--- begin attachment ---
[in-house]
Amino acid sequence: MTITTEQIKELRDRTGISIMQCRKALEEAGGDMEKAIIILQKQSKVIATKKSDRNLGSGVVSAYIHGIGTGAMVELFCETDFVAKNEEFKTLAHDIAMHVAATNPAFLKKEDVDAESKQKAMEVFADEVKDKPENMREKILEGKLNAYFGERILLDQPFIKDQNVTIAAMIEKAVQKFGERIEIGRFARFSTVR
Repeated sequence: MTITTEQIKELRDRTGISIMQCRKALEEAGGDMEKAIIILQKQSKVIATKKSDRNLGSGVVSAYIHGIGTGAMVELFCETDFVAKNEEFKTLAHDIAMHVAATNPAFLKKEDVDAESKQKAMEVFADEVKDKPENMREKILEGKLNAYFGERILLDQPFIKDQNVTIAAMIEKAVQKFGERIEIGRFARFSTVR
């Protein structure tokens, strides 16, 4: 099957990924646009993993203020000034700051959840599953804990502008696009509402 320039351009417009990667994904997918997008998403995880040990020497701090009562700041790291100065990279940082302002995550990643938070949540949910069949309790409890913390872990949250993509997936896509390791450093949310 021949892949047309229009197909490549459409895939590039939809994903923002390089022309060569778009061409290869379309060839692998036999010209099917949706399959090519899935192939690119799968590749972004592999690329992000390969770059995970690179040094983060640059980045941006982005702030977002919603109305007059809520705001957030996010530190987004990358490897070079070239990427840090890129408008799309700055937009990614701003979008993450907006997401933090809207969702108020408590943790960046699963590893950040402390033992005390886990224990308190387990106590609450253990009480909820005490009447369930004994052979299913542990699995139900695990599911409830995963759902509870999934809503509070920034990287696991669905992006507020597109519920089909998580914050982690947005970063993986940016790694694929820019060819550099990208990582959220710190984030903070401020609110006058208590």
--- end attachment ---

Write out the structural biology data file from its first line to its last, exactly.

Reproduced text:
[in-house]
Amino acid sequence: MTITTEQIKELRDRTGISIMQCRKALEEAGGDMEKAIIILQKQSKVIATKKSDRNLGSGVVSAYIHGIGTGAMVELFCETDFVAKNEEFKTLAHDIAMHVAATNPAFLKKEDVDAESKQKAMEVFADEVKDKPENMREKILEGKLNAYFGERILLDQPFIKDQNVTIAAMIEKAVQKFGERIEIGRFARFSTVR
Repeated sequence: MTITTEQIKELRDRTGISIMQCRKALEEAGGDMEKAIIILQKQSKVIATKKSDRNLGSGVVSAYIHGIGTGAMVELFCETDFVAKNEEFKTLAHDIAMHVAATNPAFLKKEDVDAESKQKAMEVFADEVKDKPENMREKILEGKLNAYFGERILLDQPFIKDQNVTIAAMIEKAVQKFGERIEIGRFARFSTVR
């Protein structure tokens, strides 16, 4: 099957990924646009993993203020000034700051959840599953804990502008696009509402 320039351009417009990667994904997918997008998403995880040990020497701090009562700041790291100065990279940082302002995550990643938070949540949910069949309790409890913390872990949250993509997936896509390791450093949310 021949892949047309229009197909490549459409895939590039939809994903923002390089022309060569778009061409290869379309060839692998036999010209099917949706399959090519899935192939690119799968590749972004592999690329992000390969770059995970690179040094983060640059980045941006982005702030977002919603109305007059809520705001957030996010530190987004990358490897070079070239990427840090890129408008799309700055937009990614701003979008993450907006997401933090809207969702108020408590943790960046699963590893950040402390033992005390886990224990308190387990106590609450253990009480909820005490009447369930004994052979299913542990699995139900695990599911409830995963759902509870999934809503509070920034990287696991669905992006507020597109519920089909998580914050982690947005970063993986940016790694694929820019060819550099990208990582959220710190984030903070401020609110006058208590």